As for the rest we can't be sure what became of them. I am a Facebook friend of Raymond Plowden, an African American in Detroit, a former congressional aide to John Conyers. Raymond Plowden knows he has roots in St. Mary's County. What I'd give to prove that Moses or Jim or another of the Plowden slaves who helped build the Capitol was his great great grandfather.

I'll be the first to admit that not knowing more makes a disappointing end to a lecture and a book. I was also a little hazy as to why those Plowden slaves next door were sent to work on the Capitol and White House.

I suggested that it might have had something to do with their master being Catholic, a very well connected Catholic. The usual explanation historians give for the forced migration, that is the sale of slaves, in places like St. Mary's County is soil exhaustion. Over planting tobacco wore out the soil and if the planter didn't move west with his slaves, then he sold the slaves.
But as far as I can tell the slaves were taken back to this county. And I found evidence that in the 1790s new slaves were still being brought to Southern Maryland.
Georgetown University has put many documents on-line about the slaves owned by Jesuits in St. Mary's County. Before reading that I assumed that generations of slaves worked the land here. In 1684 when the Plowdens bought they bought their plantation, the slaves they bought to work their plantation were already here. So by 1792 Plowden slaves could be the grandchildren of those original slaves.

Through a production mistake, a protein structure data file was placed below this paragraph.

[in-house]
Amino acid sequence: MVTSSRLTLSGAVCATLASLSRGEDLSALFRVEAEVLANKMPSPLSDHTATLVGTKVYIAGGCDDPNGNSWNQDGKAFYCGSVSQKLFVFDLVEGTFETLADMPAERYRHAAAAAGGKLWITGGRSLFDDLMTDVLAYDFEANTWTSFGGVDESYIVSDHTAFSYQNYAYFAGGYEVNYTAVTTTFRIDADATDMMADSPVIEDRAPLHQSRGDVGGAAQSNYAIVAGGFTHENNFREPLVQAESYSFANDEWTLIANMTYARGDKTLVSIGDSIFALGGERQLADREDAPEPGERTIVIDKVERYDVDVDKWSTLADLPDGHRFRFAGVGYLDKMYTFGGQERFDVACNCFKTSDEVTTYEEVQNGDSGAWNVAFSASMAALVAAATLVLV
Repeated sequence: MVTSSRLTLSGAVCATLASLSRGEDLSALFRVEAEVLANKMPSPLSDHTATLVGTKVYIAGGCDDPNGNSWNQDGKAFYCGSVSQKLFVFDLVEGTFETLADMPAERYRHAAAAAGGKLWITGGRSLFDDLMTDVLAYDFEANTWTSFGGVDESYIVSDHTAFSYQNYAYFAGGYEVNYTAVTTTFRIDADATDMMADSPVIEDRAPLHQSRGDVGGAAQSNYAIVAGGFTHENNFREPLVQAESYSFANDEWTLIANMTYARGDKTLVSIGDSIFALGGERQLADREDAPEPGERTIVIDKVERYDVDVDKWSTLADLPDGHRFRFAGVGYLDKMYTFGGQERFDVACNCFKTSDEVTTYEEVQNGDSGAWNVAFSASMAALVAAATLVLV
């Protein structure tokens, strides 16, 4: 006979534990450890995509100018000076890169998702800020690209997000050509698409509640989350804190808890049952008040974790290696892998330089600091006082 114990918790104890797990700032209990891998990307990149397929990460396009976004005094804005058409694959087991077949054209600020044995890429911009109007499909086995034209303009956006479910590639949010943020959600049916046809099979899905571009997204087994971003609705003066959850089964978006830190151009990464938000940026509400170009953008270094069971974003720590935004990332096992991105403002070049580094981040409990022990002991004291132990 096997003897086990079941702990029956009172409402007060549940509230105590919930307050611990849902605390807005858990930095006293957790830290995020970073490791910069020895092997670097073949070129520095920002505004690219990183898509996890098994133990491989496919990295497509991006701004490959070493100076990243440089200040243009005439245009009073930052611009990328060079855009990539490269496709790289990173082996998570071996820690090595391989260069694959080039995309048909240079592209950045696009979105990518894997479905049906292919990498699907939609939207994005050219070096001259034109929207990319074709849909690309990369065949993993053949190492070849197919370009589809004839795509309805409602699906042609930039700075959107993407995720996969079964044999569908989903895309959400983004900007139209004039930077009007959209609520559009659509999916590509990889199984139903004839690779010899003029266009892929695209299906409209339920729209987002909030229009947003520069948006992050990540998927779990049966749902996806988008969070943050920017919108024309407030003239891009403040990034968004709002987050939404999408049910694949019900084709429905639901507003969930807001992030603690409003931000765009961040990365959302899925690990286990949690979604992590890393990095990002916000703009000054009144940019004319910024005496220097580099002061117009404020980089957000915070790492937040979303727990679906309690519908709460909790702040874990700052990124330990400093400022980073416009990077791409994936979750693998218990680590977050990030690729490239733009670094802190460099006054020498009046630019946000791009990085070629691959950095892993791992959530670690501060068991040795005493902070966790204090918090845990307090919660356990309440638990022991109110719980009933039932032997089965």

But a memoir by one of the Jesuit fathers complained about the St. Mary's slaves. Writing in 1822 about when he came to the county 30 years before which puts us back around 1792 about when Plowden sent his slaves to the city, he recalled that many of the slaves here were born in Africa or the children of slave mothers born in Africa. He also recalled that there was a suspicion that some of these slaves so close to Africa were poisoning people.

I mention this not to set the scene for a murder mystery set in the capital. There were no murders there while the Capitol and White House were being built. But I think this rumor about poison adds a dimension to my observation that many of the slave owners who did send slaves to the capital were Catholic. 

Obviously at that time the Catholic church, that owned slaves in Maryland, accepted slavery as part of the just order of things. Did that give masters who were Catholics the confidence to hire out their slaves and send them so far away? The slaves who worked at the White House and Capitol lived in a camp not far from the newly built Jesuit college in Georgetown.